WICHITA TOWN. NBC/Four Star Productions. 26 x 30m episodes, 30 Sept 1959 to 6 April 1960. Stars: Joel McCrea (Marshal Mike Dunbar), Jody McCrea (Deputy Ben Matheson). Townspeople: Robert Foulk, Frank Ferguson, Bob Anderson, George N. Neise.
This series has not been officially released on DVD. It is only available through what is generously called the grey market. I recently obtained several episodes in this fashion. The picture quality was only fair but watchable. Below are my notes on each episode as I watched them, not chronologically but in the order they appeared on the discs.
Episode 1. “The Night the Cowboys Roared.” 30 September 1959. Guest Cast: James Coburn, Tony Montenaro. Trail boss Mike Dunbar has just brought his herd of cattle up from Texas into Wichita, but the job having been completed, disclaims responsibility for the subsequent shoot-em-up ruckus caused by his former crew of cowhands. Until, that is, the small Mexican boy who has befriended him is accidentally shot and killed by a ricocheting bullet. Then he steps in and helps the deputy marshal Ben Matheson send the cowboys on their way. Deciding that he needs roots, Mike Dunbar decides to stay on when offered the job of marshal. He is clearly taking on the role of Wyatt Earp, without the name, and it is obvious who his new deputy is intended to be. James Coburn is his usual smart-aleck self as the loud-mouth leader of the cowhands, but the big friendly smile of 12-year-old Anthony C. Montenaro makes an even bigger impression, his first ever role in movies or on TV.
Episode 21. “The Frontiersman.” 2 March 1960. Guest Cast: Gene Evans, Mary Sinclair. This appears to have been produced separately as a pilot for a proposed series starring Evans, as a spinoff from Wichita Town. The version I watched is the pilot itself, with its own title and closing pitch to prospective sponsors. It was not picked up, however, and was broadcast as an episode of Wichita Town. The concept is a good one. The rough-hewn Evans plays Otis Stockett, whose goal is the fight the lawlessness of the frontier with education, with books and learning. When that fails, however, he’s handy with a fist, as he demonstrates in this pilot, then, as he admits in his closing argument, with a gun, but only if absolutely necessary. Joel McCrea appears only briefly.
Episode 11. “Death Watch.” 16 December 1959. Guest Cast: John Dehner, Phillip Pine, Tina Carver, Jean Howell. Ben is trapped in a cyclone cellar with a gambler, a dance hall girl, a dying man, and a killer — a man who thought he could earn a woman’s love by shooting and robbing the man who is dying. As a rarity, the gambler (John Dehner) is not a card shark, but a man who is sadder and wiser about the way the world works. While three people die during the course of this episode, it is talkier than a lot of other westerns, with Dehner taking top honors in that regard, a fine performance. Marshal Dunbar steps back and lets young Ben learn a lesson on his own.
Episode 19. “Brothers of the Knife.” 10 February 1960. Guest Cast: Abraham Sofaer, Anthony Caruso, Robert Carricart, David Whorf. This one felt as though it could be an episode of The Untouchables, as the Mafia tries to make a foothold in Wichita, where a sizable Italian population has made a new home. What the two men sent to enforce a protection racket don’t realize is that once men taste freedom, they will fight for it. Joel McCrea as Marshal Dunbar has little role beyond that of an onlooker. Jody McCrea does not appear in this one. An excellent episode that could only have benefited from having more than the 26 minutes allowed.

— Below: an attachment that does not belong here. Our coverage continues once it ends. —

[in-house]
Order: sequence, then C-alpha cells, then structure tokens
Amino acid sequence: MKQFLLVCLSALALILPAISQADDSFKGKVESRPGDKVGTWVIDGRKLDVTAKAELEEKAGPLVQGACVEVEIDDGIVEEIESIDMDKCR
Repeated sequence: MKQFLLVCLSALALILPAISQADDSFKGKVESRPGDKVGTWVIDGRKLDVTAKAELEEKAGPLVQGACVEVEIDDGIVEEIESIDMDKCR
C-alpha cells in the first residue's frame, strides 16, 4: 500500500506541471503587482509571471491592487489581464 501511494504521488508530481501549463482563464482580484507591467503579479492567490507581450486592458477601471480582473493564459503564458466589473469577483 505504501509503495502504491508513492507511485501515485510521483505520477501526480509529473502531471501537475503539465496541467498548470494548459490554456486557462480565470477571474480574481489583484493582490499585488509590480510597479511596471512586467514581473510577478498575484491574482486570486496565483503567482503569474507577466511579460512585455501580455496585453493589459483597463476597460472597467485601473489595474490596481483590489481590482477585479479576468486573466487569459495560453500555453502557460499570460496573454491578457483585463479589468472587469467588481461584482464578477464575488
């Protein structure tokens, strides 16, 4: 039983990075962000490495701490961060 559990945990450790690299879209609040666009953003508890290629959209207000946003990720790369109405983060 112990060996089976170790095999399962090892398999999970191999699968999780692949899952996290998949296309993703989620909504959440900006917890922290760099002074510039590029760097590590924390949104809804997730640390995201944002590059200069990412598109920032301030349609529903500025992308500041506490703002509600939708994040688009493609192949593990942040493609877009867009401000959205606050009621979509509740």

Episode 3. “Bullet for a Friend.” 14 October 1959. Guest Cast: Carlos Romero, Robert J. Wilke, James Griffith. On a day when both Marshal Dunbar and his deputy are out of town, two gunslingers come riding in. One is Rico Rodriquez (Carlos Romero), the uncle of Manuel, the young boy who was killed in Episode 1. The other is Johnny Burke (Wilke), who aims to kill a former partner of his, now a successful cattle-buyer in town. Things take an interesting twist when Rodriguez learns that Dunbar was a friend of his nephew, if only for a day, and he decides to do the marshal’s job for him. At the end of program Rodriguez is persuaded to stay on as a second deputy, but this is the first I’ve seen of him. McCrea is present for only the last two minutes, a funny way to be the star of a series, but this was an excellent episode.
Episode 5 “Drifting.” 28 October 1959. Guest Cast: John McIntire, John Larch. When Ben Matheson’s father (John McIntire) comes drifting into town, it is not to a warm welcome. It has been twelve years since he abandoned his son, and Ben finds it difficult to even talk to the bedraggled old man. The problem is that a gunslinger with a fancy saddle has also just come to town, and it is Ben’s father whose trail he is on. Dealing with the situation is what Ben has to do, and it’s his story all the way, and I enjoyed it. Joel McCrea shows up briefly only at the beginning and end.
Summary: Based on the episodes I’ve been able to see, this was a very enjoyable series. These were largely homespun tales, punctuated by spurts of sudden violence, usually toward the end. The acting was uniformly above average, especially on the part of the guest stars. Joel McCrea was fine, too, but perhaps one reason why this series is as forgotten as it is, is that Joel McCrea almost nearly wasn’t in it.